Postby Cunobelin » 20 Mar 2019, 7:48pm

Can’t find it, but there was a recent similar post on here

The outcome was that e/bikes, cycles and similar were being included in discussions, not to legislate, but to ensure that they were included

I.i. There would be no change

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Re: Review of Highways Act 1835

Postby thirdcrank » 20 Mar 2019, 8:18pm

It seems to me that we have a totally unsatisfactory situation in that the CPS sets out its understanding of the law, but then says:

Where the police refer a case involving a Self-balancing Personal Transporter to the CPS, the prosecutor should, as is usual, consider the facts of the case, having regard to the licensing considerations set out above, and apply the two stages of the full code test in the Code for Crown Prosecutors when deciding whether or not a prosecution should proceed.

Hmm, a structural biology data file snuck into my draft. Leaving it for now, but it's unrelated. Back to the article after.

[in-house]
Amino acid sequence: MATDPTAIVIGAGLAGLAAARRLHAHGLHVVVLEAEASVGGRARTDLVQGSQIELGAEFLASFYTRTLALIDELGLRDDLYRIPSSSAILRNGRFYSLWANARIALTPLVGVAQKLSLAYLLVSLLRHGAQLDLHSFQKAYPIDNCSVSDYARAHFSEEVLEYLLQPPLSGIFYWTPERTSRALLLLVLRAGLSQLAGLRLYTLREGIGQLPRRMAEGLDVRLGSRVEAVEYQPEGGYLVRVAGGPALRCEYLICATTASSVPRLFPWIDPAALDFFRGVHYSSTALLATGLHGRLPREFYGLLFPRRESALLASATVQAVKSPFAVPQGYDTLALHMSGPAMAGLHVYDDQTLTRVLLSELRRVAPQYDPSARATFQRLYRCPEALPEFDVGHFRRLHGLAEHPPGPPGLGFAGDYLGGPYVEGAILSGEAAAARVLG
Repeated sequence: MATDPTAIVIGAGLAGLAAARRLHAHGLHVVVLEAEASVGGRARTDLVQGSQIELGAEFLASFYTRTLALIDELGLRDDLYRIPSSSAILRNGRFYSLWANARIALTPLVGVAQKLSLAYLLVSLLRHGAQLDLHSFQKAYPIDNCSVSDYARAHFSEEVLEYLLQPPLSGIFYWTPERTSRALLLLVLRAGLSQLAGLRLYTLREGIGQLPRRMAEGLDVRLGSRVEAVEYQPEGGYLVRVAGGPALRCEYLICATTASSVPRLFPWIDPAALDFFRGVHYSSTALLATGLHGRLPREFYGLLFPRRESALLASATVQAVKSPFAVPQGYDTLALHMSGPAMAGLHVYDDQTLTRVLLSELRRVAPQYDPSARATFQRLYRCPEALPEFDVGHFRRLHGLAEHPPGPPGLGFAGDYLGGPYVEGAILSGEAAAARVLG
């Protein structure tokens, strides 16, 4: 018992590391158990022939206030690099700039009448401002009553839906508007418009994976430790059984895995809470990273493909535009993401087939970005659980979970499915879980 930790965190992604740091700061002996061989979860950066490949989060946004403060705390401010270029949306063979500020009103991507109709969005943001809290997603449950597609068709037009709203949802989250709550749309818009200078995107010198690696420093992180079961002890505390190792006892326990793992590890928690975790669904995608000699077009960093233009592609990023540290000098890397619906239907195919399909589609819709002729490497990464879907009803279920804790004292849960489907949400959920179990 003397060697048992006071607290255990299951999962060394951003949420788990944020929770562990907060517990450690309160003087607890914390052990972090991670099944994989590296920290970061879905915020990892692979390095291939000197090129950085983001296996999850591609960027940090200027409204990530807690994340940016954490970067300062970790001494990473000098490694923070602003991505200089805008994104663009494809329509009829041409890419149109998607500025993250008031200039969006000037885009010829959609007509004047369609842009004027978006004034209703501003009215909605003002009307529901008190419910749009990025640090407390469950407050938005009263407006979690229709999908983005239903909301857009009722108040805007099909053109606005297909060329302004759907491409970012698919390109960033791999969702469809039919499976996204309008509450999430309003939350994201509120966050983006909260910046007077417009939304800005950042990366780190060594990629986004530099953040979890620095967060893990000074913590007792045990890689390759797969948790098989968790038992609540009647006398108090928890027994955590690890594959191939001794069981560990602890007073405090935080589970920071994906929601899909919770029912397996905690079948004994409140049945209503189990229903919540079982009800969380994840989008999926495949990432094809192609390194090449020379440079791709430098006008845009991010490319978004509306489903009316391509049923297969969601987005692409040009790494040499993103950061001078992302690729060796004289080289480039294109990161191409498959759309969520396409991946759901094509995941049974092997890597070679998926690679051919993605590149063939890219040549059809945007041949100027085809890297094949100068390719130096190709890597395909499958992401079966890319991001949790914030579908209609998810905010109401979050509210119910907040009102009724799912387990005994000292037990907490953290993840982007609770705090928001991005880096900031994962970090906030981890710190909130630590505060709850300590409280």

Subtext: "we will then find one reason or another not to proceed with something like this."

On a couple of occasions when the CDF has decided to defend cases to get some sort of policy decision (one about cyclists at traffic lights finding the ASL occupied by a motor vehicle, another about a poorly marked cycle track) the CPS simply refused to stand and fight.

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Re: Review of Highways Act 1835

Postby Barks » 23 Mar 2019, 8:51am